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Writing in Science Made Simple: Engaging Strategies for Student Success, Part II During-learning & Assessment Florida Association of Science Teachers Conference.

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Presentation on theme: "Writing in Science Made Simple: Engaging Strategies for Student Success, Part II During-learning & Assessment Florida Association of Science Teachers Conference."— Presentation transcript:

1 Writing in Science Made Simple: Engaging Strategies for Student Success, Part II During-learning & Assessment Florida Association of Science Teachers Conference Kathleen Kopp Teacher on Special Assignment, Citrus County Schools Author and Presenter: Maupin House Publishing

2 Todays Objectives Review of CCSS ELA writing standards as they apply to science Fantastic, easy-to-implement writing activities to help students learn concepts and skills Fun, creative, and motivating writing strategies to: Review concepts Respond to learning Use as formative assessment measures Demonstrate mastery of essential topics

3 Resources for Science Teachers All these strategies and more in Everyday Content-Area Writing and Strategies for Writing in the Science Classroom (Maupin House Publishing, Inc.)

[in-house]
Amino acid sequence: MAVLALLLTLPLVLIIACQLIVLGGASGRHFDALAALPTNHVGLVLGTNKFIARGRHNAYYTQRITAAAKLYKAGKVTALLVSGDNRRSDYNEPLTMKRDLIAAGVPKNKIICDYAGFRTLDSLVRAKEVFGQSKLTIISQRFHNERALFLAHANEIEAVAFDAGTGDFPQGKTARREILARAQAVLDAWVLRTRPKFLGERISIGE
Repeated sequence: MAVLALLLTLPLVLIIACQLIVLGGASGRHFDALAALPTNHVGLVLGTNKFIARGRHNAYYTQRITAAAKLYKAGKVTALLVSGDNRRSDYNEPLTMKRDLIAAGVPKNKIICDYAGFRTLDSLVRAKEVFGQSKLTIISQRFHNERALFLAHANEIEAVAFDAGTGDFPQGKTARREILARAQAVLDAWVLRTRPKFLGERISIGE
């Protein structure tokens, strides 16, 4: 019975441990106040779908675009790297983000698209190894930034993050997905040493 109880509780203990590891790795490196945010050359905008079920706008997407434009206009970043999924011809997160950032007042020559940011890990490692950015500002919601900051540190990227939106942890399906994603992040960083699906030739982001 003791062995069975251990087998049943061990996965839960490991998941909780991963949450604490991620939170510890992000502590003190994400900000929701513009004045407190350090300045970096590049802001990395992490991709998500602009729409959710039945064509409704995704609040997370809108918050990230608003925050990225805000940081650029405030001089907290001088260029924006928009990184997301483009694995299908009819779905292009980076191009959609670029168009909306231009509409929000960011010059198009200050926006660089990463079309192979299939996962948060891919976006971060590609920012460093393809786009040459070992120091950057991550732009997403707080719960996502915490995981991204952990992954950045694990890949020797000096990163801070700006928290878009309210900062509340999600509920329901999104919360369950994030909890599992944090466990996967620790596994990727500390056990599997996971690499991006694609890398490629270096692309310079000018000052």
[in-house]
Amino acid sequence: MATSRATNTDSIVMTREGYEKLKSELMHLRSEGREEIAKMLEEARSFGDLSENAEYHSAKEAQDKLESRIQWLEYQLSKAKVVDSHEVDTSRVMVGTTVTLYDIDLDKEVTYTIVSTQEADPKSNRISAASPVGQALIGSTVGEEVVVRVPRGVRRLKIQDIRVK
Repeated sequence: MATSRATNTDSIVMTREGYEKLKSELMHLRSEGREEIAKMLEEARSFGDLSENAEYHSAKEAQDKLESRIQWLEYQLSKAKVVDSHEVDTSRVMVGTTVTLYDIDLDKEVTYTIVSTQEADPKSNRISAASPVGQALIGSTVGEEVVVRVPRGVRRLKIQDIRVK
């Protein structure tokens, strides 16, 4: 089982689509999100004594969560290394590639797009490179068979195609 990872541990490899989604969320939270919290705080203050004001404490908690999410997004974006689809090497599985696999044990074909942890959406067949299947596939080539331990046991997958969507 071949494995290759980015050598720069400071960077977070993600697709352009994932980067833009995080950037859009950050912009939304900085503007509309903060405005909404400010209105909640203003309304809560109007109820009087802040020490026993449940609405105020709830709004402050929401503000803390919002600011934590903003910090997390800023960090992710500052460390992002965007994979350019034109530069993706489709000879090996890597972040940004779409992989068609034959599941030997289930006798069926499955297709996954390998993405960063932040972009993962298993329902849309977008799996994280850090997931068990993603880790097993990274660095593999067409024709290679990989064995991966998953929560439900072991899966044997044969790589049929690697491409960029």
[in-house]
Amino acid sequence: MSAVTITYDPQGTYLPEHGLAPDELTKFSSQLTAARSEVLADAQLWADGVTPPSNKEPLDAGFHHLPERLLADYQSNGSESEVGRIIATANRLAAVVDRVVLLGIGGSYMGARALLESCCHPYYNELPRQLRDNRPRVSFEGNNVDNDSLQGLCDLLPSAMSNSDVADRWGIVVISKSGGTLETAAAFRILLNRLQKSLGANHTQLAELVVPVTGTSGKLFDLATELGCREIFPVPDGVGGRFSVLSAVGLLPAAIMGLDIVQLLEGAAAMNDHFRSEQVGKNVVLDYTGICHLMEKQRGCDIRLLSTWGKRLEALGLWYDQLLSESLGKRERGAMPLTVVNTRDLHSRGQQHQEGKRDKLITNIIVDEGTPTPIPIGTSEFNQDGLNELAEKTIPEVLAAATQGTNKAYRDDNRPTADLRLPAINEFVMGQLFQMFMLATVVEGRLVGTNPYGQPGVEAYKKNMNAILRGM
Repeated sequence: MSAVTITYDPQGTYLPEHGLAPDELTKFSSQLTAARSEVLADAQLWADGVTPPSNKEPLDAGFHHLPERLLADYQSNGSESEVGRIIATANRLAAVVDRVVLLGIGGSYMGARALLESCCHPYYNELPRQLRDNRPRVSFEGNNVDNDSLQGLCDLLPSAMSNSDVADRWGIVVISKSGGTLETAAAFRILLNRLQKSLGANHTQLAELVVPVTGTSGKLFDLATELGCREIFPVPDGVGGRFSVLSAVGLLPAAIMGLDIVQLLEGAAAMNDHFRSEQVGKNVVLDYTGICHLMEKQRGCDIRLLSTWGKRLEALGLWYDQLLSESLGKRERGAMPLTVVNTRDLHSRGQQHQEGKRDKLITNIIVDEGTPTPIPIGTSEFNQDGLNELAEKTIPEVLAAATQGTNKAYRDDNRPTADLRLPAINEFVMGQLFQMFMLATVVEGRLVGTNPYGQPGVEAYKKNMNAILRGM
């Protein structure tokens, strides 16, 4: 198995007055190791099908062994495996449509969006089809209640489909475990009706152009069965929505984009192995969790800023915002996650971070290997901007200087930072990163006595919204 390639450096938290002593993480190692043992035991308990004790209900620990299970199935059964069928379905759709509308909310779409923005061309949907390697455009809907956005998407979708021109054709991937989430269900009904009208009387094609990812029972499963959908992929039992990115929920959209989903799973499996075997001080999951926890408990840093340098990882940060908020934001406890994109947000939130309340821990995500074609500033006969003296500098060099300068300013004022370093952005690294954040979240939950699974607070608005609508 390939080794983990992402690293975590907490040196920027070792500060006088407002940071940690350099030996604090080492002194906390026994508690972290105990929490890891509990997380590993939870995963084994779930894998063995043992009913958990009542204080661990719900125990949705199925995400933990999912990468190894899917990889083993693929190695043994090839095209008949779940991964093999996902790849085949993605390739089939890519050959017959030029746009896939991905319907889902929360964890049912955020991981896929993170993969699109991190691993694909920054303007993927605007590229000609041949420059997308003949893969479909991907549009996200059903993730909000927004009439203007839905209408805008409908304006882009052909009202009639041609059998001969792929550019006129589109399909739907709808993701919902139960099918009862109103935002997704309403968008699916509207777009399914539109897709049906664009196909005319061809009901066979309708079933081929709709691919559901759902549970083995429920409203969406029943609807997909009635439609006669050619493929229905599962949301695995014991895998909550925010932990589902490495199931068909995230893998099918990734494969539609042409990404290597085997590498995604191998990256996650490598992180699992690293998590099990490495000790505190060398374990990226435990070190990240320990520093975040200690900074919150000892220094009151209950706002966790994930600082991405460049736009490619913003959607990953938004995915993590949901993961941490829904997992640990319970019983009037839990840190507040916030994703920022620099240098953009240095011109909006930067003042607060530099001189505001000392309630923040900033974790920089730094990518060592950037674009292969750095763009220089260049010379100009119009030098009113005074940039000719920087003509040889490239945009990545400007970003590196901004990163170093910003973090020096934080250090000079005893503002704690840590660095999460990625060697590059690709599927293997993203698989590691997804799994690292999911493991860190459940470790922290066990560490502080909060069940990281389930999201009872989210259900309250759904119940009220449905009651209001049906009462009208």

4 Brainstorming: Think about all the ways people write in the field of science. List as many ways as you can to tell how people write in science. You have one minute.

5 Literacy in Science Core Content Standards StandardDescription Key Ideas and Details 1 Cite specific textual evidence to support analysis of science and technical texts. 2 Determine the central ideas or conclusions of a text; provide an accurate summary of the text distinct from prior knowledge or opinions. 3 Follow precisely a multistep procedure when carrying out experiments, taking measurements, or performing technical tasks. Craft and Structure 4 Determine the meaning of symbols, key terms, and other domain-specific words and phrases as they are used in a specific scientific or technical context relevant to grades 6–8 texts and topics. 5 Analyze the structure an author uses to organize a text, including how the major sections contribute to the whole and to an understanding of the topic. 6 Analyze the authors purpose in providing an explanation, describing a procedure, or discussing an experiment in a text.

6 Literacy in Social Studies Core Content Standards StandardDescription Integration of Knowledge and Ideas 7 Integrate quantitative or technical information expressed in words in a text with a version of that information expressed visually (e.g., in a flowchart, diagram, model, graph, or table). 8 Distinguish among facts, reasoned judgment based on research findings, and speculation in a text. 9 Compare and contrast the information gained from experiments, simulations, video, or multimedia sources with that gained from reading a text on the same topic. Range of Reading and Level of Text Complexity 10 By the end of grade 8, read and comprehend science/technical texts in the grades 6–8 text complexity band independently and proficiently.